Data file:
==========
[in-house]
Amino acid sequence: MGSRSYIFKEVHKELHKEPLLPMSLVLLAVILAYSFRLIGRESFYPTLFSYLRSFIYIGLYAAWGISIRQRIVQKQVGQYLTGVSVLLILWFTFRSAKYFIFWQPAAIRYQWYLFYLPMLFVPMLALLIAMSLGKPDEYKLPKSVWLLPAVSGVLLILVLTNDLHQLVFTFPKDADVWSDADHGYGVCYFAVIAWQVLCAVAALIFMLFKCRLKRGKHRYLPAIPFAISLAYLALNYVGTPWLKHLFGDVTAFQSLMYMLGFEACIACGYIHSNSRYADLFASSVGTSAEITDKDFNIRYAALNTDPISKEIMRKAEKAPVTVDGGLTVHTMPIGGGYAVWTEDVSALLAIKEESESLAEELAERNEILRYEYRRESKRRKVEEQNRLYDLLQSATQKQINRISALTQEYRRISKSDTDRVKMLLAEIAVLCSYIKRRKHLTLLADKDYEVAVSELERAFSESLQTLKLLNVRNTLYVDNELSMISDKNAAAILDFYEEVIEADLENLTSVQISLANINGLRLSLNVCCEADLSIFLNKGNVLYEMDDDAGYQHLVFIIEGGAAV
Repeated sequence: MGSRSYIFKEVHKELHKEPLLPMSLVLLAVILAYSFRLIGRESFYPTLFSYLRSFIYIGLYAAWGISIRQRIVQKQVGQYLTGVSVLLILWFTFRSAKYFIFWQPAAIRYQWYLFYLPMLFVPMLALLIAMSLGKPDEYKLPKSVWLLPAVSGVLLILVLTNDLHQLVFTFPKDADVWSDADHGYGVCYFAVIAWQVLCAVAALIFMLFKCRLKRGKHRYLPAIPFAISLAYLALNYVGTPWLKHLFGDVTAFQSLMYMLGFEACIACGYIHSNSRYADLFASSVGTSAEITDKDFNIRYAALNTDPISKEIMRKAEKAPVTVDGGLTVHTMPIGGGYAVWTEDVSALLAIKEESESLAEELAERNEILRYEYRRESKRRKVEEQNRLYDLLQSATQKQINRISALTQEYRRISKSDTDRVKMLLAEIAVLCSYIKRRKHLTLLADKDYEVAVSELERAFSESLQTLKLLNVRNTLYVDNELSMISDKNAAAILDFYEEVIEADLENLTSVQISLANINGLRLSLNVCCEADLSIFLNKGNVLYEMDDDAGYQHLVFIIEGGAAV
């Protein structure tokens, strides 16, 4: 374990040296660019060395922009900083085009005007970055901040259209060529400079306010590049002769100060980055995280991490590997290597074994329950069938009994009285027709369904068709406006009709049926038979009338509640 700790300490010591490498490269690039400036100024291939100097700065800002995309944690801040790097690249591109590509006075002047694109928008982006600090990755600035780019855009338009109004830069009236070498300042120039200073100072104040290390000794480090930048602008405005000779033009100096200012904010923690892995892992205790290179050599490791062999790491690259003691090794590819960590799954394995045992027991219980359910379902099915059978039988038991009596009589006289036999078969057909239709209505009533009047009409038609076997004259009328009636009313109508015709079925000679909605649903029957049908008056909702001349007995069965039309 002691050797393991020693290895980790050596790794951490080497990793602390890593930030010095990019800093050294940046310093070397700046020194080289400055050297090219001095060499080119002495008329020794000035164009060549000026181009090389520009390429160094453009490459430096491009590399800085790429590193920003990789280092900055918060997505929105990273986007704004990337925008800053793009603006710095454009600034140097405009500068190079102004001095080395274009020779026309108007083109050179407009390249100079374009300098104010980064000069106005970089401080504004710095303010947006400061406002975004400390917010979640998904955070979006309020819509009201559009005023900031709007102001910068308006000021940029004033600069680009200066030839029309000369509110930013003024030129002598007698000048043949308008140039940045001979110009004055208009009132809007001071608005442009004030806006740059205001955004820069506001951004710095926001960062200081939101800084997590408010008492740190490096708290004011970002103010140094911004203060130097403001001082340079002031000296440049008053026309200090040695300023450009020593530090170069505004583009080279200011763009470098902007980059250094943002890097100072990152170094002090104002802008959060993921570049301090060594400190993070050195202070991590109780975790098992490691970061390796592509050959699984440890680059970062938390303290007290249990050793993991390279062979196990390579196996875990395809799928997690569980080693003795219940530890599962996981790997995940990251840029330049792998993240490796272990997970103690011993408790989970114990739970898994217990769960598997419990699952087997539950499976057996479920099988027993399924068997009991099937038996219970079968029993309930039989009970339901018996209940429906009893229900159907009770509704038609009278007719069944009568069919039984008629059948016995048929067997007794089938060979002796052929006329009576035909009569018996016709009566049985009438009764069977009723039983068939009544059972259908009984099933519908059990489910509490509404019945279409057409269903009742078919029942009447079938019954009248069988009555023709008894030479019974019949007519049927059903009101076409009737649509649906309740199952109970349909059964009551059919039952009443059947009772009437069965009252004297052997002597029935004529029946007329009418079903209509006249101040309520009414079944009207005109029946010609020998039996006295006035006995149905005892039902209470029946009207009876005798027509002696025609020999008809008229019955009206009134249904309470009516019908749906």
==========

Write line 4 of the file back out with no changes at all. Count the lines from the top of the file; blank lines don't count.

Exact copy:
């Protein structure tokens, strides 16, 4: 374990040296660019060395922009900083085009005007970055901040259209060529400079306010590049002769100060980055995280991490590997290597074994329950069938009994009285027709369904068709406006009709049926038979009338509640 700790300490010591490498490269690039400036100024291939100097700065800002995309944690801040790097690249591109590509006075002047694109928008982006600090990755600035780019855009338009109004830069009236070498300042120039200073100072104040290390000794480090930048602008405005000779033009100096200012904010923690892995892992205790290179050599490791062999790491690259003691090794590819960590799954394995045992027991219980359910379902099915059978039988038991009596009589006289036999078969057909239709209505009533009047009409038609076997004259009328009636009313109508015709079925000679909605649903029957049908008056909702001349007995069965039309 002691050797393991020693290895980790050596790794951490080497990793602390890593930030010095990019800093050294940046310093070397700046020194080289400055050297090219001095060499080119002495008329020794000035164009060549000026181009090389520009390429160094453009490459430096491009590399800085790429590193920003990789280092900055918060997505929105990273986007704004990337925008800053793009603006710095454009600034140097405009500068190079102004001095080395274009020779026309108007083109050179407009390249100079374009300098104010980064000069106005970089401080504004710095303010947006400061406002975004400390917010979640998904955070979006309020819509009201559009005023900031709007102001910068308006000021940029004033600069680009200066030839029309000369509110930013003024030129002598007698000048043949308008140039940045001979110009004055208009009132809007001071608005442009004030806006740059205001955004820069506001951004710095926001960062200081939101800084997590408010008492740190490096708290004011970002103010140094911004203060130097403001001082340079002031000296440049008053026309200090040695300023450009020593530090170069505004583009080279200011763009470098902007980059250094943002890097100072990152170094002090104002802008959060993921570049301090060594400190993070050195202070991590109780975790098992490691970061390796592509050959699984440890680059970062938390303290007290249990050793993991390279062979196990390579196996875990395809799928997690569980080693003795219940530890599962996981790997995940990251840029330049792998993240490796272990997970103690011993408790989970114990739970898994217990769960598997419990699952087997539950499976057996479920099988027993399924068997009991099937038996219970079968029993309930039989009970339901018996209940429906009893229900159907009770509704038609009278007719069944009568069919039984008629059948016995048929067997007794089938060979002796052929006329009576035909009569018996016709009566049985009438009764069977009723039983068939009544059972259908009984099933519908059990489910509490509404019945279409057409269903009742078919029942009447079938019954009248069988009555023709008894030479019974019949007519049927059903009101076409009737649509649906309740199952109970349909059964009551059919039952009443059947009772009437069965009252004297052997002597029935004529029946007329009418079903209509006249101040309520009414079944009207005109029946010609020998039996006295006035006995149905005892039902209470029946009207009876005798027509002696025609020999008809008229019955009206009134249904309470009516019908749906």